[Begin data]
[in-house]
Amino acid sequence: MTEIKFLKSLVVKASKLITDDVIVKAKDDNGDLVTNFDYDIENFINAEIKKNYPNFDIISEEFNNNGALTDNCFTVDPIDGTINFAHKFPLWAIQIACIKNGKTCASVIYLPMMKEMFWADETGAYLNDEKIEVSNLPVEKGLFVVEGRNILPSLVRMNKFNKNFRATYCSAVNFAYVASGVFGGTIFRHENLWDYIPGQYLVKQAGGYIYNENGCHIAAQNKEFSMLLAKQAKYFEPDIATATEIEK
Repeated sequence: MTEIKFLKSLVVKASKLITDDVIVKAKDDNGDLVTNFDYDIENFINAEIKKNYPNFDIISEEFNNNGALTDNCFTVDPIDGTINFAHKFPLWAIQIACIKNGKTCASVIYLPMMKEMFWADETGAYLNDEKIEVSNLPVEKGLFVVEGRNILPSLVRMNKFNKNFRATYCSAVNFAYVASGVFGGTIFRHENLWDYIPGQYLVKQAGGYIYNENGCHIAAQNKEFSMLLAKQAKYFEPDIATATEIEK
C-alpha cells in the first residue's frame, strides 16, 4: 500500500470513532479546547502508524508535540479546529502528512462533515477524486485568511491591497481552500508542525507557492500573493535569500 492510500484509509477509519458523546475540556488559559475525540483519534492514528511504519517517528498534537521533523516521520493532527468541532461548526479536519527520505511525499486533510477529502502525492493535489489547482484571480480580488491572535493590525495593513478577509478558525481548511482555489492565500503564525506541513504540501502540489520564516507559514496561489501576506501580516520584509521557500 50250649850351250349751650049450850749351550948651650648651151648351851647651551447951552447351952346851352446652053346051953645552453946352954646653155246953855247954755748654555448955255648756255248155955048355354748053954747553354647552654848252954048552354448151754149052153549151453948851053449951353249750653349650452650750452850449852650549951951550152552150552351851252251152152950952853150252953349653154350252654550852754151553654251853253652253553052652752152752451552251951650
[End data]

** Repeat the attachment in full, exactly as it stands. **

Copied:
[in-house]
Amino acid sequence: MTEIKFLKSLVVKASKLITDDVIVKAKDDNGDLVTNFDYDIENFINAEIKKNYPNFDIISEEFNNNGALTDNCFTVDPIDGTINFAHKFPLWAIQIACIKNGKTCASVIYLPMMKEMFWADETGAYLNDEKIEVSNLPVEKGLFVVEGRNILPSLVRMNKFNKNFRATYCSAVNFAYVASGVFGGTIFRHENLWDYIPGQYLVKQAGGYIYNENGCHIAAQNKEFSMLLAKQAKYFEPDIATATEIEK
Repeated sequence: MTEIKFLKSLVVKASKLITDDVIVKAKDDNGDLVTNFDYDIENFINAEIKKNYPNFDIISEEFNNNGALTDNCFTVDPIDGTINFAHKFPLWAIQIACIKNGKTCASVIYLPMMKEMFWADETGAYLNDEKIEVSNLPVEKGLFVVEGRNILPSLVRMNKFNKNFRATYCSAVNFAYVASGVFGGTIFRHENLWDYIPGQYLVKQAGGYIYNENGCHIAAQNKEFSMLLAKQAKYFEPDIATATEIEK
C-alpha cells in the first residue's frame, strides 16, 4: 500500500470513532479546547502508524508535540479546529502528512462533515477524486485568511491591497481552500508542525507557492500573493535569500 492510500484509509477509519458523546475540556488559559475525540483519534492514528511504519517517528498534537521533523516521520493532527468541532461548526479536519527520505511525499486533510477529502502525492493535489489547482484571480480580488491572535493590525495593513478577509478558525481548511482555489492565500503564525506541513504540501502540489520564516507559514496561489501576506501580516520584509521557500 50250649850351250349751650049450850749351550948651650648651151648351851647651551447951552447351952346851352446652053346051953645552453946352954646653155246953855247954755748654555448955255648756255248155955048355354748053954747553354647552654848252954048552354448151754149052153549151453948851053449951353249750653349650452650750452850449852650549951951550152552150552351851252251152152950952853150252953349653154350252654550852754151553654251853253652253553052652752152752451552251951650